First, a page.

Cells were grown under standardized conditions and whole cell lysates were prepared using lysis buffer (50 mM Tris–HCl, 500 mM NaCl, 1% NP-40, 10% glycerol, 10 mM MgCl2 pH 7,4) containing the protein inhibitor complete mini (1 mM PMSF, 1 μg/ml Aprotinin, 1 μg/ml Pepstatin, 1 μg/ml Leopeptin, Roche, Manheim, Germany). Samples were solubilized in Laemmlis buffer and equal amounts of protein, 10 μg, were loaded and separated by electrophoresis on 4–12% Bis-Tris Gels (Invitrogen, Gibro, Carlsbad, CA). The proteins were blotted to PVDF membranes (Immobilon-P Transfer Membrane, Millipore Corporation, Billerica, MA). Membranes were incubated with antibodies against ROCK1 (Abcam, Cambridge, UK) , α-SMA (Abcam, Cambridge, UK), Rho-A (Santa Cruz Biotechnology, Inc. Santa Cruz, CA), and GAPDH (Santa Cruz Biotechnology, Inc. Santa Cruz, CA). Bound antibodies were visualized by Dy-light 700 and 800 nm conjugated secondary antibodies (Cell Signaling Technology Inc., Boston, MA). The fluorescence signal was detected on Odyssey® FC imaging system (LI-COR Biosciences, Lincoln, NE). Exposure times were standardized so that all samples were treated the same way for each antibody.
Fibroblasts (7000/well) grown overnight in 4-well chamber slides were fixed in 4% formaldehyde for 15 minutes and then permeabilized 0.1% Triton X for 10 minutes. Cells were then blocked in 2% BSA-TBS for 30 minutes and incubated with Alexa-fluor 488-conjugated phalloidin (Molecular Probes Invitrogen, Eugene, OR) for 30 minutes. Glasses were mounted using mounting media (Dako, Glostrup, Denmark). Cells were photographed using a TE2000-E fluorescence microscope (Nikon, Tokyo, Japan) equipped with a DXM1200C camera (Nikon).
Fibroblasts (7000/well) grown overnight on chamber slides were fixed in 4% formaldehyde for 15 minutes and then permeabilized with 0.1% Triton X for 30 minutes. Cells were blocked in 2% BSA-TBS containing 5% goat serum (Vector laboratories, Burlingame, CA). Cells were incubated with primary antibodies: monoclonal mouse antibody against Prolyl 4-Hydroxylase (Acris antibodies, Hiddenhausen, Germany), monoclonal mouse IgM antibody against Vimentin (Santa Cruz Biotechnology, Santa Cruz, CA), polyclonal rabbit antibody against ROCK1 (Abcam, Cambridge, UK), monoclonal IgG and antibody against SM22-alpha (Abcam, Cambridge, UK), and with secondary antibodies: Alexafluor 488-conjugated goat anti-mouse antibody and Alexafluor 555-conjugated goat anti-mouse antibody (both from Molecular Probes Invitrogen, Eugene, OR). To stain nuclei, cells were incubated with DAPI (Molecular Probes Invitrogen, Eugene, OR). Glasses were mounted with mounting media (Dako, Glostrup, Denmark). Cells were photographed using a TE2000-E fluorescence microscope (Nikon, Tokyo, Japan) equipped with a DXM1200C camera (Nikon).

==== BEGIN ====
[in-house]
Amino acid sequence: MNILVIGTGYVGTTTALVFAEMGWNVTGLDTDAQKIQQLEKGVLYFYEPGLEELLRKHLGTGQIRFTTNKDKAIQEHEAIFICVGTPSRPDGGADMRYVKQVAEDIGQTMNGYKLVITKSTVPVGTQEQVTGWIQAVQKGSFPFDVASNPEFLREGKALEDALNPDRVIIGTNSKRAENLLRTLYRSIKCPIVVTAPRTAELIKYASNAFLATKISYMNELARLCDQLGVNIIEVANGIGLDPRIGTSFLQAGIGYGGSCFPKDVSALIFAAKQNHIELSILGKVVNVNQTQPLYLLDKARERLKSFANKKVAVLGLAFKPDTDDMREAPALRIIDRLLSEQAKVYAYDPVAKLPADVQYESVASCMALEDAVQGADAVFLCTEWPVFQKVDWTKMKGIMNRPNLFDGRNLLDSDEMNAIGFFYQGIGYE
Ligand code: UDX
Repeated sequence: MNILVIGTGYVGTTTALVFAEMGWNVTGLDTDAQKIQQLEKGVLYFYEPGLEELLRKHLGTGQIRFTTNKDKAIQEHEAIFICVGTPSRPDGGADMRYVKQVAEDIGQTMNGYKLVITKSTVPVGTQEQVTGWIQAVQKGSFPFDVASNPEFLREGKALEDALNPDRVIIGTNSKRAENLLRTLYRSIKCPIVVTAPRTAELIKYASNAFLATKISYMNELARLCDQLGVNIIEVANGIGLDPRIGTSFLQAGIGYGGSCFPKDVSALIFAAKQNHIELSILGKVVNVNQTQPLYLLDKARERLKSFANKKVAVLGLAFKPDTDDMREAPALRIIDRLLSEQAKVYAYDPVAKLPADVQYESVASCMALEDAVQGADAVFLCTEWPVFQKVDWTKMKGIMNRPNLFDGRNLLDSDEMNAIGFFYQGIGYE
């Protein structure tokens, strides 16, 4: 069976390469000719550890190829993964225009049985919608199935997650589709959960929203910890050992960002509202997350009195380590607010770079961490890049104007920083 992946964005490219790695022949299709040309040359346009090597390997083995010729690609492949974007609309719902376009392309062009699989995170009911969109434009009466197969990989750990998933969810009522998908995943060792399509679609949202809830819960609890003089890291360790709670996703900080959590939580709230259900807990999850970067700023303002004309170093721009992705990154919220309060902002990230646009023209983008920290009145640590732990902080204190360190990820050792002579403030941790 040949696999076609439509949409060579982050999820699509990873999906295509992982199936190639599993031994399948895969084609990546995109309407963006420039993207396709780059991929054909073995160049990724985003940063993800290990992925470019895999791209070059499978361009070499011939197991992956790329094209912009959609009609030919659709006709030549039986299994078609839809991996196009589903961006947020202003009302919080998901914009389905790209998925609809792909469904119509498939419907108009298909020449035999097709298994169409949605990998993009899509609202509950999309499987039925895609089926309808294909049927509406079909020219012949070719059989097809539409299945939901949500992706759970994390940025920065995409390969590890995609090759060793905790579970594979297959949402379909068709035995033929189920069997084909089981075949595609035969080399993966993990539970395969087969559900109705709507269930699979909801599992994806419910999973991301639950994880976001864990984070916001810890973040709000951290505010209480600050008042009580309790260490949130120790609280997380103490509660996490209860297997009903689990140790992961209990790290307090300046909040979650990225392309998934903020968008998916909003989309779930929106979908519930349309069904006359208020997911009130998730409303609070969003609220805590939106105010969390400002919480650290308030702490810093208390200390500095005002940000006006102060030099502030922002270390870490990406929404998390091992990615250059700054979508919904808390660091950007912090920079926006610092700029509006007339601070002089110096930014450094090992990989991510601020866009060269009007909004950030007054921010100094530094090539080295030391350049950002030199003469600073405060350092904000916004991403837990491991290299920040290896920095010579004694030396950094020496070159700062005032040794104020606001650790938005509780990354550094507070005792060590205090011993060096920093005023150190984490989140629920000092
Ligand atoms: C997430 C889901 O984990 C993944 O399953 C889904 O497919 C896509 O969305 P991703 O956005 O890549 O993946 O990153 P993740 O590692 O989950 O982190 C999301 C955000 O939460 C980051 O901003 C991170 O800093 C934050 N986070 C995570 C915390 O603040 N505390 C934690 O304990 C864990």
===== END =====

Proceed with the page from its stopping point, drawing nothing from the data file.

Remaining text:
Tissue from adjacent locations as where pieces for cell isolations were taken was fixed in 4% paraformaldehyde and embedded in paraffin. From each block, sections 5 μm in thickness were generated. Sections were deparaffinized, rehydrated and pre-treated to make epitopes accessible for antibodies. Endogenous peroxidase activity was blocked in 3% hydrogen peroxidase (Merck, Damstadt, Germany) followed by a 30 minutes block with 2% BSA-TBS containing 5% serum raised in the same species as the secondary antibodies used. Furthermore, endogenous avidin and biotin binding sites were blocked (Vector avidin/biotin blocking kit, Vector laboratories, Burlingame, CA) according to the manufacturer’s protocol. Sections were incubated with primary antibodies: rabbit polyclonal antibody against ROCK1 (Abcam, Cambridge, UK), mouse monoclonal antibody against Vimentin (Santa Cruz Biotechnology, Santa Cruz, CA) and mouse monoclonal antibody against prolyl-4 hydroxylase (Acris antibodies, Hiddenhausen, Germany). This was followed by incubation with secondary antibodies:biotin-conjugated goat anti-rabbit (Vector laboratories, Burlingame, CA), biotin-conjugated horse anti-mouse (Vector laboratories, Burlingame, CA). Sections were incubated with avidin and biotin (Vector laboratories, Burlingame, CA) according to the manufacturer’s instructions and were developed with DAB (Vector laboratories, Burlingame, CA) to visualize bound antibodies and then counterstained with Mayer’s hematoxylin. Alternatively, sections were double-stained with primary antibodies as mentioned above and then incubated with Alexa-flour 555 and 647 conjugated secondary antibodies (Molecular Probes Invitrogen, Eugene, OR). To stain nuclei, cells were incubated with DAPI (Molecular Probes Invitrogen, Eugene, OR). Sections were photographed using a TE2000-E fluorescence microscope (Nikon, Tokyo, Japan) equipped with a DXM1200C camera (Nikon, Tokyo, Japan).